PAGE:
Presuming you had an HDMI-compatible display, that would be correct. Something like a Protectli Vault 4 (or the oem Qotom equivalent) would give you almost identical single-threaded performance via the J3160, while running at roughly half the power and offering HDMI for display. Plus, that box offers Intel I210AT NICs, which are a little better than the I211's in that they offer double the egress/ingress queues per port, very nice for firewall duty.

Thanks Trip. The only board that I can see available to me (in Australia) is not from Qotom (they only have a dual LAN port J3160 available). Protecli is a lot more expensive for me to purchase, probably about double an OEM via AliExpress.

The option that I've found on AliExpress has "chinese brand" memory/hard drive and unfortunately they haven't told me what. The reviews indicate it's Kingston and Biwin/Toshiba, and the board appears to have Intel I211AT NICs, but the reviews don't seem too bad and it would be a step up from the J1900 box that I had previously (especially with the HDMI interface). They also have J3455 and J4205 options, but I'm thinking the J3160 is a better option in terms of much lower power usage compared to slightly better performance?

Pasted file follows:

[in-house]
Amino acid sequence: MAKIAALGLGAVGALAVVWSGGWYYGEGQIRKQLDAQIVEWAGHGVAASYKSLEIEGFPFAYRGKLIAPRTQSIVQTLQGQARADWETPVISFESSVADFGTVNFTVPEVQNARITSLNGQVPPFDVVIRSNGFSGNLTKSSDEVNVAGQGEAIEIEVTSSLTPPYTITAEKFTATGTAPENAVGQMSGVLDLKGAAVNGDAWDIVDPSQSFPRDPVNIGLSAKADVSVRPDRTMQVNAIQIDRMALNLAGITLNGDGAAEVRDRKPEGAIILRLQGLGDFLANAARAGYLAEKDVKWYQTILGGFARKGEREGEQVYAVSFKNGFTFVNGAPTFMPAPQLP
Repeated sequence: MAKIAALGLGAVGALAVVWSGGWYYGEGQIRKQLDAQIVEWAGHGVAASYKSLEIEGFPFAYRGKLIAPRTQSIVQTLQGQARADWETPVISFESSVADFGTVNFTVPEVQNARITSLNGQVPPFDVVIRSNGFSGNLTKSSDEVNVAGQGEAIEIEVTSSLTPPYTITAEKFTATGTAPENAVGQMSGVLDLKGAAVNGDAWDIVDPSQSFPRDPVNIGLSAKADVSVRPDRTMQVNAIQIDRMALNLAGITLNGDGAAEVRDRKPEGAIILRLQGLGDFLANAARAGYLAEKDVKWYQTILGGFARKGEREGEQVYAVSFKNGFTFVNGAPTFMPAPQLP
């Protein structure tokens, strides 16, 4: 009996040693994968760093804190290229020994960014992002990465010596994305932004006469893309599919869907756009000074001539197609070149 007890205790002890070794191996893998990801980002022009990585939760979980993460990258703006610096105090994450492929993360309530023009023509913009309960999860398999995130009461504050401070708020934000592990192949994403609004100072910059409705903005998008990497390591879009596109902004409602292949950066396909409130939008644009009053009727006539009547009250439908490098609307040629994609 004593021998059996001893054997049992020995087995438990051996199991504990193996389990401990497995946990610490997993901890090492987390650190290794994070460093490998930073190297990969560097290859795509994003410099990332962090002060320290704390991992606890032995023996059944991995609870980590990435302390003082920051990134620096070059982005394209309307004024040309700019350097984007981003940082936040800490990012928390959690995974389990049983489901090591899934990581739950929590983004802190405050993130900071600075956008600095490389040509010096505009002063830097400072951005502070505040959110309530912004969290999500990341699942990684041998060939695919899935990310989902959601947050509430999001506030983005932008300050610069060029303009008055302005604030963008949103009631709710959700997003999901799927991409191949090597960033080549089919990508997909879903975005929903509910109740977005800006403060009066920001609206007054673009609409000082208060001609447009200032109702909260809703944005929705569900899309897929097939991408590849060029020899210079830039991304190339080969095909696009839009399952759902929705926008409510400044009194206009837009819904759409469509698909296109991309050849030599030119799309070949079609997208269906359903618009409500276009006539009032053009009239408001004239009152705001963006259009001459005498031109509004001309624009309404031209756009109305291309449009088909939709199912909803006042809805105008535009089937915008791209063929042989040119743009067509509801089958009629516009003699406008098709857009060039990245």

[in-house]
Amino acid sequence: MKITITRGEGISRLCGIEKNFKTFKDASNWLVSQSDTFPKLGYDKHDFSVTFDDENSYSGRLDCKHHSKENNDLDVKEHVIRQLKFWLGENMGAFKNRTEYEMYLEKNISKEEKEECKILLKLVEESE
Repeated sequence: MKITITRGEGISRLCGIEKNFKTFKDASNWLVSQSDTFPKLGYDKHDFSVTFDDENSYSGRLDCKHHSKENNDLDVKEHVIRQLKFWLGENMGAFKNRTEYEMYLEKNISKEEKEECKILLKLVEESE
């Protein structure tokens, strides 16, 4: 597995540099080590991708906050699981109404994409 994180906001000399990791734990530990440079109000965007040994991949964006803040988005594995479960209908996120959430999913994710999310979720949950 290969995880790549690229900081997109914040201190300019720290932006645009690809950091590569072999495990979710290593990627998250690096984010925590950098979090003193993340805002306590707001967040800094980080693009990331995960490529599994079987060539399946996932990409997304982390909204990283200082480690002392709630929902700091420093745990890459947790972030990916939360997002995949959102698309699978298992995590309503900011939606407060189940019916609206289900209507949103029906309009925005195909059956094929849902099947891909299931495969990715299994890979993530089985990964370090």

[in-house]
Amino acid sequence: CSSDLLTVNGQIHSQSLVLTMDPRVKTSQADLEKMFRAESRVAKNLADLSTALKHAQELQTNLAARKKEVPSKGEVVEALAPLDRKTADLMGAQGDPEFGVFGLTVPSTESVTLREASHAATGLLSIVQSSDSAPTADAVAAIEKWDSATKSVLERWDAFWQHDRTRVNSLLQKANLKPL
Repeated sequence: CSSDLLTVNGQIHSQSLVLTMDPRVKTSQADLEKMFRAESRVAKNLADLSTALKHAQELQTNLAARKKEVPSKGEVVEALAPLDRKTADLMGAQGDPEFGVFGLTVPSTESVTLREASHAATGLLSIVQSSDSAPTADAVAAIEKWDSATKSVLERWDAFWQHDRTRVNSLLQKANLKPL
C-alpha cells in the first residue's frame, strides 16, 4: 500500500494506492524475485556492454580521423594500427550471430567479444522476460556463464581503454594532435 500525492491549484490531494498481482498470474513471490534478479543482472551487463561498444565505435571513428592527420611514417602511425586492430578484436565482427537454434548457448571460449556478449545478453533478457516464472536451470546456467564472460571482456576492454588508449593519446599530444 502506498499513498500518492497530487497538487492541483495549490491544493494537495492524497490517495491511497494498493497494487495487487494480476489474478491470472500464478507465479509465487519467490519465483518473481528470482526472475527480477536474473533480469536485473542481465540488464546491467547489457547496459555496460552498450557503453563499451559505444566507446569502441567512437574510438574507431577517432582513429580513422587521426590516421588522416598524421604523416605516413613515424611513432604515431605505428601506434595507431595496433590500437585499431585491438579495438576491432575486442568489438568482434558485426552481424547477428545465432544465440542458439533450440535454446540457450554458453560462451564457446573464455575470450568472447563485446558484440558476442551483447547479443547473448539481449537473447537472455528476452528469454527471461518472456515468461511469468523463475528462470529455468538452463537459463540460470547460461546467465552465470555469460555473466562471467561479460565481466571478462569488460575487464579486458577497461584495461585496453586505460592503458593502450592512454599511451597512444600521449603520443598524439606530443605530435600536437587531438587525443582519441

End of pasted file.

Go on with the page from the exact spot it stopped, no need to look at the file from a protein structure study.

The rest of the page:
Trip

Very Senior Member
@gabs247 - Nice find. Provided the J3160 has enough horsepower for whatever service(s) you may want to run, I think that box should do just fine.
 

gabs247

New Around Here
Thanks, hopefully they are decent boxes.

I'm thinking I'd need to go 8GB ram again, if I want to run OpnSense with Sensei and all the funky stuff.

Not sure whether I need more or less disk space? I had 64GB last time, would that be adequate still or should I push to 128gb?
 

Trip

Very Senior Member
All depends on if you want to cache web content, log internally or if any other packages are storage-hungry. Never hurts to have more than you need, that's for sure.
 

lwukdwfk

New Around Here
@Trip What did you think of this Seeed Studio mini pc for $279?
  1. https://www.seeedstudio.com/Odyssey-Blue-J4125-128GB-p-4921.html
  2. https://www.amazon.com/dp/B08FT4WHQN/

Specification

ComponentsODYSSEY Blue J4125 128 GB
ProcessorIntel® Celeron® J4125 (Frequency: 2.0 - 2.7GHz)
CoprocessorMicrochip® ATSAMD21G18 32-Bit ARM® Cortex® M0+
GraphicsIntel® UHD Graphics 600 (Frequency: 250 – 750MHz)
MemoryLPDDR4 8GB
StorageExternal 128GB SSD
WirelessWi-Fi 802.11 a/b/g/n/ac @ 2.4/5 GHz HT160
NetworkingDual Intel® I211AT PCIe Gigabit LAN, Supports Wake-On-LAN, Supports PXE
AudioMicrophone + headphone Combo Connector
USBUSB 2.0 Type-A x2, USB 3.1 Type-A x1, USB 3.1 Type-C x1
Video InterfacesHDMI2.0a: Up to 4096x2160 @ 60Hz 24bpp / DP1.2a: Up to 4096x2160 @ 60Hz 24bpp
Expansion SlotsM.2(Key B, 2242/2280): SATA III, USB2.0, UIM; M.2 (Key M, 2242/2280): PCIe 2.0 ×4; Micro SD card Socket; SIM Card Socket; SATA III
TPMBuilt-in TPM (2.0)
PowerDC Jack 5.5/2.1mm or Type-C PD; DC Jack input: 12-19V DC; Type-C input: 15V DC
Dimensions130x120x50mm
CertificationsFCC, CE, TELEC

Intel Celeron J4125 vs Intel Celeron J3160